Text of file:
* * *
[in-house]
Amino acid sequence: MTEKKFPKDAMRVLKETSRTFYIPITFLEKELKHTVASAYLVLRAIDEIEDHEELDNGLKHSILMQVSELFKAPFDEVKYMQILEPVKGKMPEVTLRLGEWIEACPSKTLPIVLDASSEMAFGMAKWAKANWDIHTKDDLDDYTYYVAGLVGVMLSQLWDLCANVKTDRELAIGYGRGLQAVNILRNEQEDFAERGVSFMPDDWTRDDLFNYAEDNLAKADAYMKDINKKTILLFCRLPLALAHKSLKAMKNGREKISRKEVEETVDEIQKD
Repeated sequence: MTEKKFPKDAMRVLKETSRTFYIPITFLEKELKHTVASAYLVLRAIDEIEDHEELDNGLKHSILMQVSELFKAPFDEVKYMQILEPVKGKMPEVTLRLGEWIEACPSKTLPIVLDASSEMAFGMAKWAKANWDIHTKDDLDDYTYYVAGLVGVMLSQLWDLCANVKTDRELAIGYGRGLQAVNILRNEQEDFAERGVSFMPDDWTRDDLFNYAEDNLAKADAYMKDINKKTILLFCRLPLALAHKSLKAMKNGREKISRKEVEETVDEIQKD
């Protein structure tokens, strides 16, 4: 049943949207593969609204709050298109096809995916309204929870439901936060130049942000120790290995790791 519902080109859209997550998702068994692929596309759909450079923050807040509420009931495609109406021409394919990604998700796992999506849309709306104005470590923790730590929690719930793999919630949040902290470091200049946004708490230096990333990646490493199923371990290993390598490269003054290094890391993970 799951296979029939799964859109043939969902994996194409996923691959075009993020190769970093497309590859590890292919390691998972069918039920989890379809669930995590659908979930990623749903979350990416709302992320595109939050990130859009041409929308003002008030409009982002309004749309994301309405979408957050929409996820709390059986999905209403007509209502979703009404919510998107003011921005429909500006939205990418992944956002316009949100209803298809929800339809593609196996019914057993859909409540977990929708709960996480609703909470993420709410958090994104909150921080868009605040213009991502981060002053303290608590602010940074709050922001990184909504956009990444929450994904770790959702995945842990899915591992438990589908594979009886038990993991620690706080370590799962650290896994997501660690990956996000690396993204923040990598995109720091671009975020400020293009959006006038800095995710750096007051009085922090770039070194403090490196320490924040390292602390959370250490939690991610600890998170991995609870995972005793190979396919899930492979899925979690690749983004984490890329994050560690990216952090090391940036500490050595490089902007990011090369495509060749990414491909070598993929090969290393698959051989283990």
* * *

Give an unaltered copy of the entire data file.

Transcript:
[in-house]
Amino acid sequence: MTEKKFPKDAMRVLKETSRTFYIPITFLEKELKHTVASAYLVLRAIDEIEDHEELDNGLKHSILMQVSELFKAPFDEVKYMQILEPVKGKMPEVTLRLGEWIEACPSKTLPIVLDASSEMAFGMAKWAKANWDIHTKDDLDDYTYYVAGLVGVMLSQLWDLCANVKTDRELAIGYGRGLQAVNILRNEQEDFAERGVSFMPDDWTRDDLFNYAEDNLAKADAYMKDINKKTILLFCRLPLALAHKSLKAMKNGREKISRKEVEETVDEIQKD
Repeated sequence: MTEKKFPKDAMRVLKETSRTFYIPITFLEKELKHTVASAYLVLRAIDEIEDHEELDNGLKHSILMQVSELFKAPFDEVKYMQILEPVKGKMPEVTLRLGEWIEACPSKTLPIVLDASSEMAFGMAKWAKANWDIHTKDDLDDYTYYVAGLVGVMLSQLWDLCANVKTDRELAIGYGRGLQAVNILRNEQEDFAERGVSFMPDDWTRDDLFNYAEDNLAKADAYMKDINKKTILLFCRLPLALAHKSLKAMKNGREKISRKEVEETVDEIQKD
């Protein structure tokens, strides 16, 4: 049943949207593969609204709050298109096809995916309204929870439901936060130049942000120790290995790791 519902080109859209997550998702068994692929596309759909450079923050807040509420009931495609109406021409394919990604998700796992999506849309709306104005470590923790730590929690719930793999919630949040902290470091200049946004708490230096990333990646490493199923371990290993390598490269003054290094890391993970 799951296979029939799964859109043939969902994996194409996923691959075009993020190769970093497309590859590890292919390691998972069918039920989890379809669930995590659908979930990623749903979350990416709302992320595109939050990130859009041409929308003002008030409009982002309004749309994301309405979408957050929409996820709390059986999905209403007509209502979703009404919510998107003011921005429909500006939205990418992944956002316009949100209803298809929800339809593609196996019914057993859909409540977990929708709960996480609703909470993420709410958090994104909150921080868009605040213009991502981060002053303290608590602010940074709050922001990184909504956009990444929450994904770790959702995945842990899915591992438990589908594979009886038990993991620690706080370590799962650290896994997501660690990956996000690396993204923040990598995109720091671009975020400020293009959006006038800095995710750096007051009085922090770039070194403090490196320490924040390292602390959370250490939690991610600890998170991995609870995972005793190979396919899930492979899925979690690749983004984490890329994050560690990216952090090391940036500490050595490089902007990011090369495509060749990414491909070598993929090969290393698959051989283990």